“Though I walk through the valley of the shadow of the death, I will fear no evil; for thou art with me; thy rod and thy staff they comfort me.” (Psalm 23-4).
We all go through difficult times—we are all human. What differentiates us is how we react to adversity—some of us will crumble beneath the weight and others will be strengthened by it.
Harvard Business Review (January-February 2010) has an article called “How to Bounce Back from Adversity” by Margolis and Stoltz.
The article defines psychological resilience as “the capacity to respond quickly and constructively in a crisis.” A challenge indeed, when at the depths of the crisis, we feel “paralyzed by fear, anger, confusion, or a tendency to assign blame.”
It is certainly understandable that those suffering under crisis conditions can succumb to feelings of depression, helplessness, and perhaps hopelessness. The vision of all they do have—faith, family, friends, and more—becomes obscured by the darkness of a bad situation, which they cannot seem to see through in those moments. Hence, the saying when there is hope again for “seeing the light at the end of the tunnel.”
The authors define resilient managers as those that can “shift quickly from endlessly dissecting traumatic events to looking forward, determining the best course of action given new realities. They understand the size and scope of the crisis and the levels of control and impact they may have in a bad situation.”
When something bad happens, there is a natural period of shock and despair, which is part of the healing process. If someone doesn’t react to the pain of a situation, there is probably a lot more to worry about, then if they do cry out. But resiliency means that like the analogy with children who fail off a horse, “you get right back up and ride again.” You feel the bruise on your buttocks, but you shake it off and go on to ride on—you go on to fight another day.
Leaders when faced with challenges cannot fail back into their chair and close the door for long, because others are waiting outside for their direction. While we all need to resiliency to persevere, a leader has a special need for resiliency, because others are looking to them for a way forward. The actions of the leader affect not only him/her, but also the people they are charged with. So the trait of resiliency is especially important for leaders.
Demonstrating leadership means quickly moving to “response-oriented thinking—actions to improve, impact, and contain the situation. This is in contrast to “cause-oriented thinking”—which instead focuses on a “woe is me” attitude and asking over and over again “why is this happening?”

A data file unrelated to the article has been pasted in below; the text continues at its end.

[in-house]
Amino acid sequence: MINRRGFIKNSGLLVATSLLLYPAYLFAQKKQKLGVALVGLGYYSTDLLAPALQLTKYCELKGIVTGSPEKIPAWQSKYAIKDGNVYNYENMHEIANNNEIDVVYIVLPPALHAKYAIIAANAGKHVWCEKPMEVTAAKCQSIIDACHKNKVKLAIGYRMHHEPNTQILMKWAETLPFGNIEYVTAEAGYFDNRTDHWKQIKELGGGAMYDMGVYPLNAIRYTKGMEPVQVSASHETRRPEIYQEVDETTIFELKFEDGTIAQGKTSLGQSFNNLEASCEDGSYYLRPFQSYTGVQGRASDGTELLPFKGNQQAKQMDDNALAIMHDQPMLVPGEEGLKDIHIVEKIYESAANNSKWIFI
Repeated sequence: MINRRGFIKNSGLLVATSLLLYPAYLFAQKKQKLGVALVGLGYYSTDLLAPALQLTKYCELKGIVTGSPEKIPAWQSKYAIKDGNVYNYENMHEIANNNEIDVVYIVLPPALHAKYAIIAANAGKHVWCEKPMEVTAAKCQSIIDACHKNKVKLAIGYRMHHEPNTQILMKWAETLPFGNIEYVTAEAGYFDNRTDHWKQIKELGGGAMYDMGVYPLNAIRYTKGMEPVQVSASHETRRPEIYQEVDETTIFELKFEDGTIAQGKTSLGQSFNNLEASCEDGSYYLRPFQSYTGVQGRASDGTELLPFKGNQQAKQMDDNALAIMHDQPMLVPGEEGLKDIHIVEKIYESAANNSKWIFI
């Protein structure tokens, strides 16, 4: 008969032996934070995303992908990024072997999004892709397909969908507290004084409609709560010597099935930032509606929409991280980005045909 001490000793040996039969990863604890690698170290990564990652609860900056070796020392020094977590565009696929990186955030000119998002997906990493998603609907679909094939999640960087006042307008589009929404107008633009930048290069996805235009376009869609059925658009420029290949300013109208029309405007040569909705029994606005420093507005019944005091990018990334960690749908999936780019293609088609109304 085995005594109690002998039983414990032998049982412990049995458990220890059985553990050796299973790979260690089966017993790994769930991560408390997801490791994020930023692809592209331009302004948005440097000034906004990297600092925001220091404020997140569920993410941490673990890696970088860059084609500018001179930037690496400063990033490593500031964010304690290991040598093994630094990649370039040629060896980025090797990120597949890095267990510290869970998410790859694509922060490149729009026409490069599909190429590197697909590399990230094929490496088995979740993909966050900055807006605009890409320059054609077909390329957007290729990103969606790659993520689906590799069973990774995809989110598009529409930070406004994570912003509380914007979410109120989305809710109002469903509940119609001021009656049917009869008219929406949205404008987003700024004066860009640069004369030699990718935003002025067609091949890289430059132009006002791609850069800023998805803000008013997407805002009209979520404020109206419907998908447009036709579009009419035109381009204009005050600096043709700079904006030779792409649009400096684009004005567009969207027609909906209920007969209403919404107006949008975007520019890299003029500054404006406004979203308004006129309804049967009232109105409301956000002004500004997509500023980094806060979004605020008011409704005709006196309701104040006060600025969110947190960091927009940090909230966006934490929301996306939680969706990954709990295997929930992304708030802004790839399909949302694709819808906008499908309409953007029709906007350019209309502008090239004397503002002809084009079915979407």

Time waits for no one, especially someone in a leadership position. The message of hope for our organizations from leadership is that we “replace negativity with creativity and resourcefulness, and get things done despite real or perceived obstacles.”
Why do leaders have trouble with responding in crisis as well as acting proactively to prevent it?
Certainly, one big issue is the fear of acting or reacting badly. This is the misguided thinking that it is better to do nothing and “be safe”—not make mistakes and not be blamed (i.e. take the heat)—then to do something and be accountable for the results—good or bad.
Difficulty rebounding from crisis can be seen as understandable – rooted in the desire for self-preservation. After all, crisis management takes strong action, and it is easy to take potshots at the leader, and turnover among senior executives tends to be high. Unfortunately, we tend to back away from leaders who make strong and difficult choices, and so we end up with crazy organizations—where just sitting in the chair and not “making a mistake” perpetuates a paycheck. This situation leads to a de-prioritization of the organization’s real needs, which is, to put it mildly, unfortunate.
One lesson that I’ve absorbed from working in law enforcement, is that you do what needs to be done for others first and deal with your own needs later. Law enforcement and first responders in general are the ones who you see running to the scene of trouble, when everyone else is running away. That is real “response-thinking” and I believe it teaches us a lesson about how leaders of any organization can respond to crises and rebound effectively.